Yes—because each home computer has a copy of the data and bytecodes.
Often the applet bytecodes are located in the same
directory as the web page (the text file.)
But the code can be anywhere on the web.
If the applet is somewhere else on the web,
code="" will still name the bytecode file.
But now the applet tag must include
codebase="some URL" to point to
the directory where the code is contained.
Don't name the bytecode file in the codebase!
<applet code="ExampleApplet.class" codebase="http://chortle.ccsu.ctstateu.edu/cs151/Notes/appendixA" width="250" height="200"> </applet>
Add the applet tags (above) to the following web page.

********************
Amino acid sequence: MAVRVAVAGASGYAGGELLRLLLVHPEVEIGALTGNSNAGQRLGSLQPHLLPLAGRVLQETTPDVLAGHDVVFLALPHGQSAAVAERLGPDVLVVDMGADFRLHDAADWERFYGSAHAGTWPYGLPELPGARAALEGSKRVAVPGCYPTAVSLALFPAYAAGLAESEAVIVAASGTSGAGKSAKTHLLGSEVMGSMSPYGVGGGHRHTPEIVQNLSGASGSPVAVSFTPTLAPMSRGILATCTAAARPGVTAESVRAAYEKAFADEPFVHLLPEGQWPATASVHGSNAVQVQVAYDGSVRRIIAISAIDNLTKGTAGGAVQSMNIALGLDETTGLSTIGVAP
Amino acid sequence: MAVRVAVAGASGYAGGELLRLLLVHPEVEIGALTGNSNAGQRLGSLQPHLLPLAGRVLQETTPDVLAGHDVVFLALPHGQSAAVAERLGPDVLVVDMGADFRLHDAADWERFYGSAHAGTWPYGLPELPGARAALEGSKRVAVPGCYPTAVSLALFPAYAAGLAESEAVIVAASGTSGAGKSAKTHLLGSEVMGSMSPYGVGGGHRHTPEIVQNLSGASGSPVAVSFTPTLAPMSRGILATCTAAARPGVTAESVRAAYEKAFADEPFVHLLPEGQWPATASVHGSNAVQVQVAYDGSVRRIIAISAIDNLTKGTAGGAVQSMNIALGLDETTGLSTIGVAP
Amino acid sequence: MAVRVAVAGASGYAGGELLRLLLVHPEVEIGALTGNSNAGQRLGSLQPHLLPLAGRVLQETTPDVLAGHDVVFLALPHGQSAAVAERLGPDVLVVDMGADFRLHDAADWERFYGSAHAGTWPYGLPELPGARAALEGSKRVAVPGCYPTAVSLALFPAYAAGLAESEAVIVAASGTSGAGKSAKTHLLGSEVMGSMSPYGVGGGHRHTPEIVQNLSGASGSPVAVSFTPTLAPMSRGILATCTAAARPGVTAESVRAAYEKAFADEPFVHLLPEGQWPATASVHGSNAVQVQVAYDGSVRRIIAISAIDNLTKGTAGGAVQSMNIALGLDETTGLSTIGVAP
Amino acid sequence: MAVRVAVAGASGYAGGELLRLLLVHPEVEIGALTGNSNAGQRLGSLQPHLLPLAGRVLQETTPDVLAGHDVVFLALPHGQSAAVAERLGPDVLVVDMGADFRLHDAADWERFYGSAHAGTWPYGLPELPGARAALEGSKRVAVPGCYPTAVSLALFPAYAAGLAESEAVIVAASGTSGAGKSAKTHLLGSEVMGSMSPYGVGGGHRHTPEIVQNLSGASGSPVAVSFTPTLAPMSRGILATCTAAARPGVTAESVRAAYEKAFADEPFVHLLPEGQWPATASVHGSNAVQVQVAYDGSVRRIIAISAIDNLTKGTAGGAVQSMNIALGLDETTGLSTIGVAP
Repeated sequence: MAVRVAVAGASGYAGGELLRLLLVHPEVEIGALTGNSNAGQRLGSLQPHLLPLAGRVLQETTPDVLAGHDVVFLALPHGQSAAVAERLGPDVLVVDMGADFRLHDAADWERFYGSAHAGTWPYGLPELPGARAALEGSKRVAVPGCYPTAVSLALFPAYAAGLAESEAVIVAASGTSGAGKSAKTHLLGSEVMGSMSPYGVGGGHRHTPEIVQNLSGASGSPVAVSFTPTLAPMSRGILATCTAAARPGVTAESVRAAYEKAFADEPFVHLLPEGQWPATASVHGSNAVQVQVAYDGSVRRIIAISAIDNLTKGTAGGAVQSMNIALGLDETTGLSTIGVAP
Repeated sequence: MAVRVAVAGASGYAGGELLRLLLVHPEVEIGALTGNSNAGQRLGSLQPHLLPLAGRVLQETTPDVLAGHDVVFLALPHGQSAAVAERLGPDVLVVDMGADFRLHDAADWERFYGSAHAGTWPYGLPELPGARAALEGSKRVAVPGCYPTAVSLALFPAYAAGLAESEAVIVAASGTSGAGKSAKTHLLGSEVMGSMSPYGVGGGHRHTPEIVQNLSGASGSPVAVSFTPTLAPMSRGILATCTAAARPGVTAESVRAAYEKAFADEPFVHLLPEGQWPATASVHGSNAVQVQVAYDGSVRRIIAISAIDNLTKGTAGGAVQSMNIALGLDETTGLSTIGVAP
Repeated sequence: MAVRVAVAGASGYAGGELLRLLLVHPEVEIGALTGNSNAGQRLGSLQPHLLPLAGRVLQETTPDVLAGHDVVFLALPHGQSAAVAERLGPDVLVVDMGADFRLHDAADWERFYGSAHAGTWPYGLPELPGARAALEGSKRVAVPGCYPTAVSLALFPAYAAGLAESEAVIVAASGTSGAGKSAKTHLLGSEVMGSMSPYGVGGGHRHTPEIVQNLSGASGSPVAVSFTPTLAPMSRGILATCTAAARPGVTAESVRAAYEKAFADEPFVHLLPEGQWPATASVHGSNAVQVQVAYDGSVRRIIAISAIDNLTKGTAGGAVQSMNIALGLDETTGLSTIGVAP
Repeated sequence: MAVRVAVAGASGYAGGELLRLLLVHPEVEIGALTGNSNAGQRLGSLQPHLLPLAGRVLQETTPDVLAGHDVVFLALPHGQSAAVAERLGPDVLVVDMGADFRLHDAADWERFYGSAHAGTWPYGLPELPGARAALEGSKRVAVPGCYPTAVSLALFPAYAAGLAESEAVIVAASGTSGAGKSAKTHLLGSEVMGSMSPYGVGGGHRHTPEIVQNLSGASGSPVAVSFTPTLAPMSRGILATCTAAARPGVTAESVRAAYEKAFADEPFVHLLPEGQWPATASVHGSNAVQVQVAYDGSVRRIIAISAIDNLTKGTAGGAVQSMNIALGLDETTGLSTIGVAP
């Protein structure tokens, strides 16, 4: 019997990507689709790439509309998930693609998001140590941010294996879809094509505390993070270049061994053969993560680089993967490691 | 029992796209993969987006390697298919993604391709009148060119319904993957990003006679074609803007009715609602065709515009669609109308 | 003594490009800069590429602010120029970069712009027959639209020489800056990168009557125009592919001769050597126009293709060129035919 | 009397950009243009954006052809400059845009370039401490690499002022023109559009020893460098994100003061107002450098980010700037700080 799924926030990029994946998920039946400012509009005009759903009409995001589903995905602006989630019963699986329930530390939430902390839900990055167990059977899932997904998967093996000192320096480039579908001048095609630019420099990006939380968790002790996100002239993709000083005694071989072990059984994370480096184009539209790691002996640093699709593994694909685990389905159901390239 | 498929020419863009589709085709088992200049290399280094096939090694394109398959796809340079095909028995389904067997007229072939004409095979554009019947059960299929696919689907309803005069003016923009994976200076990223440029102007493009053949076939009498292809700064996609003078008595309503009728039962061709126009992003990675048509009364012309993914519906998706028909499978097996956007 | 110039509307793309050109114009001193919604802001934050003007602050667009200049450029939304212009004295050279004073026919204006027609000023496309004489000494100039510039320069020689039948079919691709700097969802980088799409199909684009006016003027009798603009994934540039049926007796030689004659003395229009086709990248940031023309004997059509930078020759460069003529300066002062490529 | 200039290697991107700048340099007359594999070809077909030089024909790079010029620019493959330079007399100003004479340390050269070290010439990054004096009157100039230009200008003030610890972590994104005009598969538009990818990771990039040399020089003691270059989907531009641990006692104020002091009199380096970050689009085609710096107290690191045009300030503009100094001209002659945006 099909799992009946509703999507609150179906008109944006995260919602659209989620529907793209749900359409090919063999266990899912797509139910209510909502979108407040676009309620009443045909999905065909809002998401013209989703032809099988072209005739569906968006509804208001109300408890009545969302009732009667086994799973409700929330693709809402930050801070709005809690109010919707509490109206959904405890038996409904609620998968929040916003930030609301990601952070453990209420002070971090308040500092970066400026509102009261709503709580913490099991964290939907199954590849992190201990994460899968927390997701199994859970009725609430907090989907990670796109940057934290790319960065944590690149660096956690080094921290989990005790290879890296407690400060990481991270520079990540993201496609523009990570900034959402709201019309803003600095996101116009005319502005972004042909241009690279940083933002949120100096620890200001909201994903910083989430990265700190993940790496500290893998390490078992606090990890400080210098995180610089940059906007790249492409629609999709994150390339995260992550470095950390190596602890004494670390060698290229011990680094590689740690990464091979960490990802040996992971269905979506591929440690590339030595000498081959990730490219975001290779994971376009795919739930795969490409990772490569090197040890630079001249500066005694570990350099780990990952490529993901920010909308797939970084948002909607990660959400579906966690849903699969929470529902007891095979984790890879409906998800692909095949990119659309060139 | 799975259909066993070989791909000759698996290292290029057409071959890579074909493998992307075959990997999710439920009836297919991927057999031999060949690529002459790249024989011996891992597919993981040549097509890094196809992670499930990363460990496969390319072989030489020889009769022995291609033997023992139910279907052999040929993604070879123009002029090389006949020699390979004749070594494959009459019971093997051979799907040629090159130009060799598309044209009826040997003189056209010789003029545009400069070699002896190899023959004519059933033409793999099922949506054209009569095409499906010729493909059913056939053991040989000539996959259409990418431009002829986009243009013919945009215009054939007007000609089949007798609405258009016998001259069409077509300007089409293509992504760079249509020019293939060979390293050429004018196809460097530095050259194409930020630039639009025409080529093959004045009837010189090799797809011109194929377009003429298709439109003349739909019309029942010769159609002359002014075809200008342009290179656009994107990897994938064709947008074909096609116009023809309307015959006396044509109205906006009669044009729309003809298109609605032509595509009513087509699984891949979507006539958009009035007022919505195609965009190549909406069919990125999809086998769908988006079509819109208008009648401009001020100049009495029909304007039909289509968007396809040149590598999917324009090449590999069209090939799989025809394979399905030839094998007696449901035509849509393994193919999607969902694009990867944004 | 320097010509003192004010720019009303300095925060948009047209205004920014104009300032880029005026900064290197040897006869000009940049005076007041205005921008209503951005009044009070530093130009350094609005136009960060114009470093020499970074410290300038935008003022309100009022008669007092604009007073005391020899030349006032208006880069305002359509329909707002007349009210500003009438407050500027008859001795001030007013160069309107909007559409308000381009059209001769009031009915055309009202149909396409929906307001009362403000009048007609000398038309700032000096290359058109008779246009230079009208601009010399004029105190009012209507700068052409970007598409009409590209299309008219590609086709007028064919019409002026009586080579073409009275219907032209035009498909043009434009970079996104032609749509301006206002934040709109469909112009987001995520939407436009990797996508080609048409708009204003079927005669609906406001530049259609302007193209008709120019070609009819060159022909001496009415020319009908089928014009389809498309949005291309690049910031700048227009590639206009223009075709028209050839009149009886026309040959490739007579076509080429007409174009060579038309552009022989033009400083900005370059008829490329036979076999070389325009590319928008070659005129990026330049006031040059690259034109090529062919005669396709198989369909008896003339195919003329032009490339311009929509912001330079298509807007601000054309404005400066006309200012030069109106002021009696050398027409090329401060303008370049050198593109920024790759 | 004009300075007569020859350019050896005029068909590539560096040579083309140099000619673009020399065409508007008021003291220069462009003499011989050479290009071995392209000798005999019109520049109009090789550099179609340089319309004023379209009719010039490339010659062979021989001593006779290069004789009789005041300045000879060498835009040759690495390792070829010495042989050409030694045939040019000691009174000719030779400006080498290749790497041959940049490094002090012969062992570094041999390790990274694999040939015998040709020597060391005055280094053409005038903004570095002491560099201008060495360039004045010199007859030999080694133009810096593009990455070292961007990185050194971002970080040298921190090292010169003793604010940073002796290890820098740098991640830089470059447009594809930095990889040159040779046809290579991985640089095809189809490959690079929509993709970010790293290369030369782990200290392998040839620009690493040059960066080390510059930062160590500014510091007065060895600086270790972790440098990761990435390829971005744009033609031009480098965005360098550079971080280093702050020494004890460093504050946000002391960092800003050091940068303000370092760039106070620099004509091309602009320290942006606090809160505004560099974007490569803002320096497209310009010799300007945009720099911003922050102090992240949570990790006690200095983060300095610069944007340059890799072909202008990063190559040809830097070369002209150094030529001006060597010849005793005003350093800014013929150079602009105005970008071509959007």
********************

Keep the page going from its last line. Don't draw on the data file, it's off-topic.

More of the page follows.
This will only work if you are connected to the Web.
If you have FTPed and unzipped these notes onto your own
computer, you may optionally omit the
codebase part of the tag
(because a copy of the applet will be on your hard disk,
unless I forgot to put it in the zip file.)
There is a fairly good chance that this will work. At least, I am amazed when things like this work. When working with applets at home, it is easiest to keep them in the same directory as the web page.